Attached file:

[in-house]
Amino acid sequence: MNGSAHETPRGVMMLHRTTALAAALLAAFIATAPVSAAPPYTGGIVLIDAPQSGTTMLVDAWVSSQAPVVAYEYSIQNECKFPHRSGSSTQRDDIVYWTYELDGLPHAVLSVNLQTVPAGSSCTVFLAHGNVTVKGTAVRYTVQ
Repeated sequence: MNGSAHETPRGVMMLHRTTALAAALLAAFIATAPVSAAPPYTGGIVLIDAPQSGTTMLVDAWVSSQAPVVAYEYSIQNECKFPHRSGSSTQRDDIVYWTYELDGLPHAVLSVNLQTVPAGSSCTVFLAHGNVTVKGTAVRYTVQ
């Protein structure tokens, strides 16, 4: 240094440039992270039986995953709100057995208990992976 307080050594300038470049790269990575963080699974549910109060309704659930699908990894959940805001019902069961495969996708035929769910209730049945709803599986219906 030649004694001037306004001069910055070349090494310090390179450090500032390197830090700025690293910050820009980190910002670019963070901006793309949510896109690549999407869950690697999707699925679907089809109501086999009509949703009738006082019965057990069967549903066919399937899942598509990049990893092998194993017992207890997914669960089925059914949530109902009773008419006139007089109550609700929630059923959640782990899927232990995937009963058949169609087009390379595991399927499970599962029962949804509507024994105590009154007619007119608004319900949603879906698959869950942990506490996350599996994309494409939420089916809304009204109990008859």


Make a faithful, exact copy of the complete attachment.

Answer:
[in-house]
Amino acid sequence: MNGSAHETPRGVMMLHRTTALAAALLAAFIATAPVSAAPPYTGGIVLIDAPQSGTTMLVDAWVSSQAPVVAYEYSIQNECKFPHRSGSSTQRDDIVYWTYELDGLPHAVLSVNLQTVPAGSSCTVFLAHGNVTVKGTAVRYTVQ
Repeated sequence: MNGSAHETPRGVMMLHRTTALAAALLAAFIATAPVSAAPPYTGGIVLIDAPQSGTTMLVDAWVSSQAPVVAYEYSIQNECKFPHRSGSSTQRDDIVYWTYELDGLPHAVLSVNLQTVPAGSSCTVFLAHGNVTVKGTAVRYTVQ
């Protein structure tokens, strides 16, 4: 240094440039992270039986995953709100057995208990992976 307080050594300038470049790269990575963080699974549910109060309704659930699908990894959940805001019902069961495969996708035929769910209730049945709803599986219906 030649004694001037306004001069910055070349090494310090390179450090500032390197830090700025690293910050820009980190910002670019963070901006793309949510896109690549999407869950690697999707699925679907089809109501086999009509949703009738006082019965057990069967549903066919399937899942598509990049990893092998194993017992207890997914669960089925059914949530109902009773008419006139007089109550609700929630059923959640782990899927232990995937009963058949169609087009390379595991399927499970599962029962949804509507024994105590009154007619007119608004319900949603879906698959869950942990506490996350599996994309494409939420089916809304009204109990008859």